Altria Group, Inc. (MO), through its subsidiaries, engages in the manufacture and sale of cigarettes, wine, and other tobacco products in the United States and internationally. The current state of the company was finalized after a 2007 and 2008 spin-off of Kraft Foods (KFT) and Philip Morris International (PM). Because these divisions accounted for over two-thirds of the company’s profit before the spin offs, the dividend payment had to be prorated for the legacy US tobacco business. As a result it appeared to be lower than before, while in reality an investor in Altria in early 2007 would have not only maintained but also increased their dividend income. If the dividend record of the old Altria was continued to these days, an investor would find out that the company has raised distributions for 43 consecutive years. This tobacco stock was the best performer in the S&P 500 for the 50-year period from 1957 to 2007.
Currently the company is trading at a low P/E of 13.60, yields 6.70% and has a dividend payout ratio of approximately 80%. The current annual dividend is $1.52/share, and has been raised twice this year. The company earned $1.54/share in 2009 and is expected to earn $1.90/share in 2010 and $2/share in 2011. Altria has a target dividend payout ratio of 80% of earnings per share. This means that the company can afford to pay a dividend of $1.60 by next year, and increase of about 5%. Since 2005, earnings per share from continuing operations attributable to Altria Group have increased by 6% annually.
The economics of the tobacco business are really interesting. Most of the revenue generated from sales go to Federal and State governments, while the cost of the actual product is very small relative to its sales price. The demand is inelastic. When prices for products increase, the increase more than offsets the decrease in consumption caused by the price. This leads to increase in revenues for the cigarette manufacturer.
Supposedly even Warren Buffett liked the economics of the tobacco business in the 1980’s when he said: "I'll tell you why I like the cigarette business. It costs a penny to make. Sell it for a dollar. It's addictive. And there's fantastic brand loyalty.” However the increased regulatory actions against tobacco companies have prevented him from investing in the industry since “investments in tobacco are fraught with questions that relate to societal attitudes and those of the present administration...I would not like to have a significant percentage of my net worth invested in tobacco businesses."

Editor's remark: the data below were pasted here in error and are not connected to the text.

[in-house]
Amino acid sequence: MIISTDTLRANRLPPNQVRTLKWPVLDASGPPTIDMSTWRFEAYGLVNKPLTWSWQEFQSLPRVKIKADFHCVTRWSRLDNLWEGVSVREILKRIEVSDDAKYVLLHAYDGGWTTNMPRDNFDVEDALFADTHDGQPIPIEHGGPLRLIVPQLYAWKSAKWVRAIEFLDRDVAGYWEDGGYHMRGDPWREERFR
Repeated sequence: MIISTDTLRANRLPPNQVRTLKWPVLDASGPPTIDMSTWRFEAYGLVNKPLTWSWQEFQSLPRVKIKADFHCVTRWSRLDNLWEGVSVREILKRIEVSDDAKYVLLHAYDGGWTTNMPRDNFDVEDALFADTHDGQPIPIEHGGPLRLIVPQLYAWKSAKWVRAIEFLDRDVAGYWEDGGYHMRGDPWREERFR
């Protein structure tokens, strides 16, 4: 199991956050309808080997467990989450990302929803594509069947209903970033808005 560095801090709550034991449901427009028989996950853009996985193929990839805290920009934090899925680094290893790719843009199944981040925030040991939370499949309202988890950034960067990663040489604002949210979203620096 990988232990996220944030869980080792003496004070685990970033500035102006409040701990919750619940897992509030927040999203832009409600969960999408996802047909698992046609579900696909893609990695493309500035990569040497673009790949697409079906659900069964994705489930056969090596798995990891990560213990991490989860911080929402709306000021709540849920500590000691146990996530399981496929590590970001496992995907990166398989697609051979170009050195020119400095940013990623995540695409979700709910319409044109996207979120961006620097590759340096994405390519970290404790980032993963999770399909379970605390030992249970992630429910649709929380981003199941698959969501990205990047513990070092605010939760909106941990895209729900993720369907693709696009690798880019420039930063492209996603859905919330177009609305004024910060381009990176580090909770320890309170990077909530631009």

The company is a dominant player in the US tobacco market, with a 50% market share in 2009. This mature market is in decline however, and as a result future growth in earnings per share could be difficult to materialize. They would likely come from efficiencies related to restructuring, such as the closure of its Cabarrus facility as well as the integration of smokeless tobacco company UST, which Altria acquired in 2008. Altria expects the UST acquisition to be accretive in 2010. Altria also expects to generate an estimated $300 million in UST integration cost savings by the end of 2011. Altria also expects to achieve approximately $290 million in additional cost savings by the end of 2011 for total anticipated cost reductions of $1.5 billion versus 2006. (Source)
The issues that prevent some investors from purchasing Altria stock are potential liabilities related to possible unfavorable judgments against the company. There were 129 cases pending against the company at the end of 2009 for example. Back in the late 1990’s for example the company’s stock price was hammered on fears that lawsuits could potentially wipeout Altria. In reality it is doubtful that the company would go under, since its tax revenues are needed to fill the empty state and local coffers.
Altria Group, Inc. also held a 27.3% economic and voting interest in SABMiller plc at December 31, 2009. The stake in the company was worth $12.70 billion at year end, which was higher than the 5 billion the investment is recorded on Altria’s books.
I view Altria as a hold if held on its own. If investors also own a share of Phillip Morris International (PM) for every share of Altria (MO) that they own, I would only then view Altria as a buy. Phillip Morris International (PM) owns the international operations of Altria and was spun off in 2008 as an independent company. The reason for that is that the risk of potential ban on tobacco products in the US which might jeopardize US tobacco businesses, is higher for Altria than Phillip Morris International. In addition to that, PMI has much greater growth prospects than Altria.
Full Disclosure: Long KFT, MO and PM
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